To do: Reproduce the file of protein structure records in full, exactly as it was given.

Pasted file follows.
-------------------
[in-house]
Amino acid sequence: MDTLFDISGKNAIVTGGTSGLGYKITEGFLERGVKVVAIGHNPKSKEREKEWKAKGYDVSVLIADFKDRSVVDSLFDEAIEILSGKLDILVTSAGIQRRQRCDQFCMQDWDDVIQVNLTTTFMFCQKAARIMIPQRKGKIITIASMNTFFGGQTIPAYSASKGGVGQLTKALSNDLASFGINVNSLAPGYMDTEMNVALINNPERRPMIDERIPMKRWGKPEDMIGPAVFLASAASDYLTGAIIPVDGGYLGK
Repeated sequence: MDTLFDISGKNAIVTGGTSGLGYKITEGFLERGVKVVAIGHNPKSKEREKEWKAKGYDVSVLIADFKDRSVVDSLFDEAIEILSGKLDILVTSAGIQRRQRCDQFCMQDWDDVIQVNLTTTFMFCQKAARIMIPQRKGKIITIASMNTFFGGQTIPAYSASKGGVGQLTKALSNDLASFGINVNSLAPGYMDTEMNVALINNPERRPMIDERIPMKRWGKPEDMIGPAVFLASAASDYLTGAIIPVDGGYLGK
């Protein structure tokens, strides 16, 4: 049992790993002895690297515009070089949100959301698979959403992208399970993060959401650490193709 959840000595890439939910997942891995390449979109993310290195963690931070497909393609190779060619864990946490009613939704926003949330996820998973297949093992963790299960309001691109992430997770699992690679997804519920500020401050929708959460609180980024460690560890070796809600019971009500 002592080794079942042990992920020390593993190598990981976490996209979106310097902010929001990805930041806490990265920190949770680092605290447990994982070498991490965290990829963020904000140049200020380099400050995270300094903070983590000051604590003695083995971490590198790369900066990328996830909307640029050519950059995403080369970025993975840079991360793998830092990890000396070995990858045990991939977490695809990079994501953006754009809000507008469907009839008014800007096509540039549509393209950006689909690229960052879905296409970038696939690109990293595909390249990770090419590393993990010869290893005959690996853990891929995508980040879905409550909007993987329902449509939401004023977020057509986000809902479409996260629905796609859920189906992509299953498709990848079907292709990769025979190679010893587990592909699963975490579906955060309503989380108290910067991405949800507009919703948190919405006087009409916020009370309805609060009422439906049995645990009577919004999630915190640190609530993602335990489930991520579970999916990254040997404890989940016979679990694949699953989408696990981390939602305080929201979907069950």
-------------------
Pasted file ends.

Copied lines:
[in-house]
Amino acid sequence: MDTLFDISGKNAIVTGGTSGLGYKITEGFLERGVKVVAIGHNPKSKEREKEWKAKGYDVSVLIADFKDRSVVDSLFDEAIEILSGKLDILVTSAGIQRRQRCDQFCMQDWDDVIQVNLTTTFMFCQKAARIMIPQRKGKIITIASMNTFFGGQTIPAYSASKGGVGQLTKALSNDLASFGINVNSLAPGYMDTEMNVALINNPERRPMIDERIPMKRWGKPEDMIGPAVFLASAASDYLTGAIIPVDGGYLGK
Repeated sequence: MDTLFDISGKNAIVTGGTSGLGYKITEGFLERGVKVVAIGHNPKSKEREKEWKAKGYDVSVLIADFKDRSVVDSLFDEAIEILSGKLDILVTSAGIQRRQRCDQFCMQDWDDVIQVNLTTTFMFCQKAARIMIPQRKGKIITIASMNTFFGGQTIPAYSASKGGVGQLTKALSNDLASFGINVNSLAPGYMDTEMNVALINNPERRPMIDERIPMKRWGKPEDMIGPAVFLASAASDYLTGAIIPVDGGYLGK
């Protein structure tokens, strides 16, 4: 049992790993002895690297515009070089949100959301698979959403992208399970993060959401650490193709 959840000595890439939910997942891995390449979109993310290195963690931070497909393609190779060619864990946490009613939704926003949330996820998973297949093992963790299960309001691109992430997770699992690679997804519920500020401050929708959460609180980024460690560890070796809600019971009500 002592080794079942042990992920020390593993190598990981976490996209979106310097902010929001990805930041806490990265920190949770680092605290447990994982070498991490965290990829963020904000140049200020380099400050995270300094903070983590000051604590003695083995971490590198790369900066990328996830909307640029050519950059995403080369970025993975840079991360793998830092990890000396070995990858045990991939977490695809990079994501953006754009809000507008469907009839008014800007096509540039549509393209950006689909690229960052879905296409970038696939690109990293595909390249990770090419590393993990010869290893005959690996853990891929995508980040879905409550909007993987329902449509939401004023977020057509986000809902479409996260629905796609859920189906992509299953498709990848079907292709990769025979190679010893587990592909699963975490579906955060309503989380108290910067991405949800507009919703948190919405006087009409916020009370309805609060009422439906049995645990009577919004999630915190640190609530993602335990489930991520579970999916990254040997404890989940016979679990694949699953989408696990981390939602305080929201979907069950």